Disorders of the endocrine system often involve hyposecretion or hypersecretion of hormones.



(b) Acromegaly (excess hGH during adulthood)



(a) A 22-year-old man with pituitary giantism shown beside his

identical twin



(d) Exophthalmos (excess thyroid

hormones, as in Graves disease)



(c) Goiter (enlargement of

thyroid gland)



(e) Cushing’s syndrome (excess

glucocorticoids)



Which endocrine disorder is due to antibodies that mimic the action of TSH?



nose enlarge, and the skin thickens and develops furrows, especially

on the forehead and soles (Figure 18.22b).



Diabetes Insipidus

The most common abnormality associated with dysfunction of the

posterior pituitary is diabetes insipidus (DI) (dıˉ-a-BEˉ-teˉz in-SIP-i-dus;

diabetes ϭ overflow; insipidus ϭ tasteless). This disorder is due to

defects in antidiuretic hormone (ADH) receptors or an inability to

secrete ADH. Neurogenic diabetes insipidus results from hyposecretion of ADH, usually caused by a brain tumor, head trauma, or brain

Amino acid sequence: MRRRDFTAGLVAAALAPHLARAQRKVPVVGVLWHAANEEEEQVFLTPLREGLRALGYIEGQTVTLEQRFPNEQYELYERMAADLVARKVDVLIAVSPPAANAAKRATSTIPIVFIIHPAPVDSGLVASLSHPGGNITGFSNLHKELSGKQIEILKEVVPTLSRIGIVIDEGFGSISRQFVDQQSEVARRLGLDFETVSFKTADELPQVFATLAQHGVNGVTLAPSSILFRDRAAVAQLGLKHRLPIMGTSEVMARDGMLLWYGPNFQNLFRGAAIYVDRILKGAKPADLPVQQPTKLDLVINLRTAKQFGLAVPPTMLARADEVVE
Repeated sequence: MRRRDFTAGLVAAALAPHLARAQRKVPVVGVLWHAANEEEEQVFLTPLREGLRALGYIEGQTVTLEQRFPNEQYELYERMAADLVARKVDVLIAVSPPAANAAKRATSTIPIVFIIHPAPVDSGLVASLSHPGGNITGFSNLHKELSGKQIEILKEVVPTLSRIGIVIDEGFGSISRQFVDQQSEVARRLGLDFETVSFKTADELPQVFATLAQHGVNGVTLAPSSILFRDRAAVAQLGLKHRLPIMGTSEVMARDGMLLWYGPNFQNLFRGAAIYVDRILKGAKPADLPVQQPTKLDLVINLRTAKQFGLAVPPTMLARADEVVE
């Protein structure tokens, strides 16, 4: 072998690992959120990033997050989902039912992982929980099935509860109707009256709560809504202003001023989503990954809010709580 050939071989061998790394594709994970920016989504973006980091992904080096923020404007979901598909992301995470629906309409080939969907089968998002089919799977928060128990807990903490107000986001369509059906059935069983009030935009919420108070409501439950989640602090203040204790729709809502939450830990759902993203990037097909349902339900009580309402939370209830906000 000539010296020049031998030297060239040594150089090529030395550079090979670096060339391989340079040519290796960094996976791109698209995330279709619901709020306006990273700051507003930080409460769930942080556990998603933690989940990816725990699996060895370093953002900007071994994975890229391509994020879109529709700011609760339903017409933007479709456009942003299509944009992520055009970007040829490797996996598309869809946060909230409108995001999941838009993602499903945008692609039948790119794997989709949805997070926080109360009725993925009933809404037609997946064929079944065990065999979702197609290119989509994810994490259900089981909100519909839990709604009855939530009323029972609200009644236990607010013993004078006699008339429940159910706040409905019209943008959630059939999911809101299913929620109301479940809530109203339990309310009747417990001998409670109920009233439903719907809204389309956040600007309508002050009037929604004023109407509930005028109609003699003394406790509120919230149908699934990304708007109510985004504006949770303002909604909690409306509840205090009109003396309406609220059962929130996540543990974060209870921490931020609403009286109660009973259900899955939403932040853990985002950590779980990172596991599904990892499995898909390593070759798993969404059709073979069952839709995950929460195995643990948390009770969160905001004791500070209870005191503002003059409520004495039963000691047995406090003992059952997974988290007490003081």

surgery that damages the posterior pituitary or the hypothalamus. In

nephrogenic diabetes insipidus, the kidneys do not respond to ADH.

The ADH receptors may be nonfunctional, or the kidneys may be

damaged. A common symptom of both forms of DI is excretion of

large volumes of urine, with resulting dehydration and thirst. Bedwetting is common in afflicted children. Because so much water is

lost in the urine, a person with DI may die of dehydration if deprived

of water for only a day or so.

Treatment of neurogenic diabetes insipidus involves hormone replacement, usually for life. Either subcutaneous injection or nasal



spray application of ADH analogs is effective. Treatment of nephrogenic diabetes insipidus is more complex and depends on the nature

of the kidney dysfunction. Restriction of salt in the diet and, paradoxically, the use of certain diuretic drugs, are helpful.



Thyroid Gland Disorders